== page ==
4Shimaoka et al. 1962 [2]50 FSigmoid colon4NoLungsComplete thyroidectomy

5Wychulis et al., 1964 [3]37 FRectumIIINo0.5NoLungsRt thyroidectomy and isthmectomy3 months

6 B. Make et al., 197468 MSigmoid colon4LiverRadiation8 months

7 J. A. Thomson 197544 FRight colon5fu4NoBrainThyroidectomy9 months since clinical signs

8 T. Ishida et al., 198234 MRectumIIChemo and immunotherapy for 10 months2Generalized metastasisTotal thyroidectomy7 months

9 J. W. Lester Jr. et al., 198656 FColon2.5Liver, Lungs

10 C. Rigaud et al., 198768 FColonYes (no spec)2YesThyroidectomy and chemotherapy3 months

11 C. Rigaud et al., 198777 MRectumYes (no spec)4YesThyroidectomy and chemotherapy1 month

12 E. G. Cristallini et al., 199064 FColon4NoLiverThyroidectomy>12 months

13 D. Nachtigal et al., 199269 FLeft colonIINo8NoLungsTotal thyroidectomy8 months

14 Y. Shibutani et al., 199252 FSigmoid colonIV3NoLungsSubtotal thyroidectomy8 months

15 S. Kim et al. 199437 FColon7Lymph nodes, skin>2 months

16 T. W. Mesko et al., 199659 FRectumII5fu, leucovorin, levamisole, rx.2NoVertebrae, kidneyRight thyroidectomy and isthmectomy. Radiation to vertebrae>36 months

17 P. Osin et al., 199670 FRectosigmoid colonIVSynchronousThyroid colloid noduleLiverRt thyroid lobectomy and isthmectomy

18 S. Takashima et al., 199867 MRectum2 Hashimoto's

19 table C. H. Kim et al., 199968 FSigmoid colonIINo2NoLungsLeft lobe thyroidectomy, radiation

20 K. Kameyama et al., 200082 MSigmoid colonIII2Follicular adenomaPeritoneum, liver, lungs, kidneys, bones.NoDied of MOF 2 years after colectomy

21 M. De Ridder et al., 200175 FLeft colonIII7HyperthyroidismNoTotal thyroidectomy radiationDisease recurs 4 months later. Pts died 9 months after the thyroid recurrence

22 M. S. Boleas Aguirre et al., 200180 FColon7Larynx

23 K. Akimaru et al., 200267 MRight colonIII6NoBrain, lungsChemotherapy4 months

24 G. P. Perinu et al., 200343 MLeft colon4MNGLiver

25 R. L. Witt, 200371 MColonIII7Hurthle cell neoplasiaLungs, liverRt thyroid lobectomy and isthmectomy

26Fujita et al., 2004 [5]28 FRectumIV5FU, CISPLATINSynchronousNoLungsLeft thyroid lobectomy and modified neck dissection6 months

27 O. Fadare et al., 200559 FSigmoid colonIVSynchronous (incidental finding)Follicular neoplasiaLiver, peritoneumThyroidectomy, chemotherapy>12 months

28 tablePhillips et al. 2005 [6]81 FColonIII2NoNoTotal thyroidectomy and laryngectomy

29 J. C. Youn et al., 200685 MRight colonIIIB5FU, LEUKOVORIN1.5HypothyroidismIrinotecan and fluoropyrimidine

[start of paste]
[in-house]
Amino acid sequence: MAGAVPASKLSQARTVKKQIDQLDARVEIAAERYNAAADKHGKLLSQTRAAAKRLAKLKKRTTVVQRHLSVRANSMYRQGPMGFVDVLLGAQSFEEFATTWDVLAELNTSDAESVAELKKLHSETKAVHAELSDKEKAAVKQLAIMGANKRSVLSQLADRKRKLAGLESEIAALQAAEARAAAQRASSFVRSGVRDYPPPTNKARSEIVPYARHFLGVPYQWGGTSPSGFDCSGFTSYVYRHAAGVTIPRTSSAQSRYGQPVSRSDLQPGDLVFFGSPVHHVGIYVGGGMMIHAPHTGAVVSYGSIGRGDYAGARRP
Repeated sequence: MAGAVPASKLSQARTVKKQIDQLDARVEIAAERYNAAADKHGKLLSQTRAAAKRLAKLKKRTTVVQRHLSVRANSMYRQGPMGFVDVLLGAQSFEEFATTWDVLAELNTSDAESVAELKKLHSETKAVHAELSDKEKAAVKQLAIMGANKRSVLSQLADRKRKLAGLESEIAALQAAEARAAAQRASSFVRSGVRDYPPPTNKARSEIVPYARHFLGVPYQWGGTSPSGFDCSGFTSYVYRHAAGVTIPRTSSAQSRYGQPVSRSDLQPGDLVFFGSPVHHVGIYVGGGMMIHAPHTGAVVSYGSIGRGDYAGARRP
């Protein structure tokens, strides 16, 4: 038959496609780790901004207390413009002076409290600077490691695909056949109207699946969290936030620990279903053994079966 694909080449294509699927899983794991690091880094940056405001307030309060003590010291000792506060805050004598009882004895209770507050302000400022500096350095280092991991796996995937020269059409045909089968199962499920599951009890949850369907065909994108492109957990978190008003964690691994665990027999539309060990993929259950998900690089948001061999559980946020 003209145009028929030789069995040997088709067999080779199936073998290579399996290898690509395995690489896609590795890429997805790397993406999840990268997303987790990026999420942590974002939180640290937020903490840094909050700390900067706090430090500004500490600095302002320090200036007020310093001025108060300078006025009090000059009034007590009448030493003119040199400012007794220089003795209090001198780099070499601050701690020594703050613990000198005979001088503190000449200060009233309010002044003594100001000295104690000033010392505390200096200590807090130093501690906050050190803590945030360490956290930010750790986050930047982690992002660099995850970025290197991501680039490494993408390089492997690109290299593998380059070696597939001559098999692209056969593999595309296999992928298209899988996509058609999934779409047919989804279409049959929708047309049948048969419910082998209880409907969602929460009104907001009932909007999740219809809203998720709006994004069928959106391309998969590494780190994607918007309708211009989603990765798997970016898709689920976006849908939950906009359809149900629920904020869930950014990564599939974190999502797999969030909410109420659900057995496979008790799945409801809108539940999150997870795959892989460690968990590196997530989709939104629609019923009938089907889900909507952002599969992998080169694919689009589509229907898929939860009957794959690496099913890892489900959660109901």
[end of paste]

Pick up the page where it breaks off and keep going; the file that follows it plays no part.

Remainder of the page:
30 K. Kumamoto et al., 200666 FRight colonI-II5FU, Leucovorin3.5hypothyroidismLiver, lungsLeft lobe thyroidectomy and cervical lymph nodes dissection

31 W. C. Hanna et al., 200648 FDistal colonIVYesSynchronousNoLungsRt thyroid lobectomy and isthmectomy

32 I. Cozzolino et al., 201060 MRectosigmoid colonIVFOLFOX-4 (8 cycles) After lung met FOLFIRI, FOLFIRI + cetuximab. Mitomycin C + capecitabine, zoledronic acid RX6NoneLungs, liver, bonesRadiation>72 months

33 abs K. Nakamura et al., 201158 FSigmoid colon5NoneLungSubtotal thyroidectomy, FOLFOX and bevacizumab

34 Goatman et al. 201282 MRectum and cecumRefused5PapillaryLungThyroidectomy, left neck dissection

35Our case62 FSigmoid colonIII5 FU, leucovorin, oxaliplatin5NoneLungThyroidectomy, lung lobectomy, and re-colectomy>24 months

In 29 cases, other organ involvement was noted. The lung was the most frequently involved organ in cases of widespread disease, leading to a poor prognosis of survival of a few months following diagnosis. However, some reports showed a more prolonged survival of 2 or 3 years at least, as in this present case. Those patients all had diffuse disease and were either managed with chemotherapy and thyroidectomy or radiation. In our case, signs of metastasis were demonstrated by PET-CT 2 years before diagnosis but failed to be proven by FNA. This questions FNA as a reliable diagnostic modality for metastasis to the thyroid.

With regard to the primary tumor location, 19 patients had either a rectal or sigmoid adenocarcinoma. Metastasis to the thyroid could be via two routes: the portomesenteric or the caval. Some reports mentioned in Table 1 were about right sided colon carcinoma without liver involvement. This could be explained by drainage of colon metastasis to the inferior vena cava through the vertebral vessels [7].

Ten patients had another thyroid pathology, although those primary pathologies like papillary carcinoma, hypothyroidism, or goiter are not rare. On the other hand, the blood distribution to the thyroid is rich, with about 3-4% of total cardiac output supplying the thyroid gland. The iodine-rich and hyperoxic environment in some of these primary thyroid pathologies might inhibit the development of metastatic cells by physiological and chemical mechanisms, respectively, as was suggested by Willis [4].

Although colon metastasis to the thyroid represents an advanced stage of disease and is usually associated with lung and liver metastasis, attempts should be made to reach a point where the patient can be reasonably verified with no further evidence of metastasis. Once metastasis to the thyroid is suspected by imaging, complete thyroidectomy should be performed because the likelihood of colon metastasis to thyroid in the presence of other organ involvement has been seen to be higher than that in primary thyroid neoplasia.

Disclosure

The authors and the co-authors have no financial relation with any commercial identity if mentioned in the paper.

References

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Copyright © 2013 Dvir Froylich et al. This is an open access article distributed under the Creative Commons Attribution License, which permits unrestricted use, distribution, and reproduction in any medium, provided the original work is properly cited.